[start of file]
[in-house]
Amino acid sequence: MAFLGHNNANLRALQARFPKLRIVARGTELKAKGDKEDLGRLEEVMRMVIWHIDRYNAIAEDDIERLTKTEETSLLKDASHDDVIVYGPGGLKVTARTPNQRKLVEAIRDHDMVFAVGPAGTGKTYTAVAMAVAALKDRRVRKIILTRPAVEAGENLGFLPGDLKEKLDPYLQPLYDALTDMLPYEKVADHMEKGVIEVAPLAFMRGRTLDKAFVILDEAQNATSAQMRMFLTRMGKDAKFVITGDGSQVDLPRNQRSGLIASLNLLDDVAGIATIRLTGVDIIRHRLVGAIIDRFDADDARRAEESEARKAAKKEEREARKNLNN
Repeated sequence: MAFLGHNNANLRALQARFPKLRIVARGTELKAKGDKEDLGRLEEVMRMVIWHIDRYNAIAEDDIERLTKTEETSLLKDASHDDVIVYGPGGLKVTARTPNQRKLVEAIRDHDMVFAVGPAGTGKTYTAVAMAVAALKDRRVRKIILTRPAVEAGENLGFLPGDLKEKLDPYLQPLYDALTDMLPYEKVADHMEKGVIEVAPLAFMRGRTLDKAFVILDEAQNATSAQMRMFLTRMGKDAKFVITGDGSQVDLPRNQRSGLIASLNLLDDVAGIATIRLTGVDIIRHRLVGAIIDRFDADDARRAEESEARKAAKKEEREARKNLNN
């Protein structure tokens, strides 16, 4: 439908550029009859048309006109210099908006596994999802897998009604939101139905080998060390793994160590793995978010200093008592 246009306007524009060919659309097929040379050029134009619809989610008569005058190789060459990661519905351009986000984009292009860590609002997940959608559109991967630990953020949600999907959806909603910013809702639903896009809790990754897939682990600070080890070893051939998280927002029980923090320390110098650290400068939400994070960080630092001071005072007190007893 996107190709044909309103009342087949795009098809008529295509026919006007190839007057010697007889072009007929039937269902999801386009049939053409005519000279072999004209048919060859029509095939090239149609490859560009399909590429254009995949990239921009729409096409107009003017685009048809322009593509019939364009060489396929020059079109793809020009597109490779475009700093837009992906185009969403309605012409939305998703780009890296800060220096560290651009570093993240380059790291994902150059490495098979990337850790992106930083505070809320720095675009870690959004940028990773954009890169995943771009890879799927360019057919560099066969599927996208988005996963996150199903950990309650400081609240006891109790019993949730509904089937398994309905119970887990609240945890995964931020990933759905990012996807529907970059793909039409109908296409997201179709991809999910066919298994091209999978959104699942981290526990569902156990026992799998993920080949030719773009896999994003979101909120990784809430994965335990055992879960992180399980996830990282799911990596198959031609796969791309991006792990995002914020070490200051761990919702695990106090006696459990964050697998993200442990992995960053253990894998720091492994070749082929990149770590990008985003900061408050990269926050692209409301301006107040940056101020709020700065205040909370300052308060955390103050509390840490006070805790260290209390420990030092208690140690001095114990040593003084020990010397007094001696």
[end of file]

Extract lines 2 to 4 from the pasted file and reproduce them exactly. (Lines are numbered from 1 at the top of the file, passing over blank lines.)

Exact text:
Amino acid sequence: MAFLGHNNANLRALQARFPKLRIVARGTELKAKGDKEDLGRLEEVMRMVIWHIDRYNAIAEDDIERLTKTEETSLLKDASHDDVIVYGPGGLKVTARTPNQRKLVEAIRDHDMVFAVGPAGTGKTYTAVAMAVAALKDRRVRKIILTRPAVEAGENLGFLPGDLKEKLDPYLQPLYDALTDMLPYEKVADHMEKGVIEVAPLAFMRGRTLDKAFVILDEAQNATSAQMRMFLTRMGKDAKFVITGDGSQVDLPRNQRSGLIASLNLLDDVAGIATIRLTGVDIIRHRLVGAIIDRFDADDARRAEESEARKAAKKEEREARKNLNN
Repeated sequence: MAFLGHNNANLRALQARFPKLRIVARGTELKAKGDKEDLGRLEEVMRMVIWHIDRYNAIAEDDIERLTKTEETSLLKDASHDDVIVYGPGGLKVTARTPNQRKLVEAIRDHDMVFAVGPAGTGKTYTAVAMAVAALKDRRVRKIILTRPAVEAGENLGFLPGDLKEKLDPYLQPLYDALTDMLPYEKVADHMEKGVIEVAPLAFMRGRTLDKAFVILDEAQNATSAQMRMFLTRMGKDAKFVITGDGSQVDLPRNQRSGLIASLNLLDDVAGIATIRLTGVDIIRHRLVGAIIDRFDADDARRAEESEARKAAKKEEREARKNLNN
């Protein structure tokens, strides 16, 4: 439908550029009859048309006109210099908006596994999802897998009604939101139905080998060390793994160590793995978010200093008592 246009306007524009060919659309097929040379050029134009619809989610008569005058190789060459990661519905351009986000984009292009860590609002997940959608559109991967630990953020949600999907959806909603910013809702639903896009809790990754897939682990600070080890070893051939998280927002029980923090320390110098650290400068939400994070960080630092001071005072007190007893 996107190709044909309103009342087949795009098809008529295509026919006007190839007057010697007889072009007929039937269902999801386009049939053409005519000279072999004209048919060859029509095939090239149609490859560009399909590429254009995949990239921009729409096409107009003017685009048809322009593509019939364009060489396929020059079109793809020009597109490779475009700093837009992906185009969403309605012409939305998703780009890296800060220096560290651009570093993240380059790291994902150059490495098979990337850790992106930083505070809320720095675009870690959004940028990773954009890169995943771009890879799927360019057919560099066969599927996208988005996963996150199903950990309650400081609240006891109790019993949730509904089937398994309905119970887990609240945890995964931020990933759905990012996807529907970059793909039409109908296409997201179709991809999910066919298994091209999978959104699942981290526990569902156990026992799998993920080949030719773009896999994003979101909120990784809430994965335990055992879960992180399980996830990282799911990596198959031609796969791309991006792990995002914020070490200051761990919702695990106090006696459990964050697998993200442990992995960053253990894998720091492994070749082929990149770590990008985003900061408050990269926050692209409301301006107040940056101020709020700065205040909370300052308060955390103050509390840490006070805790260290209390420990030092208690140690001095114990040593003084020990010397007094001696």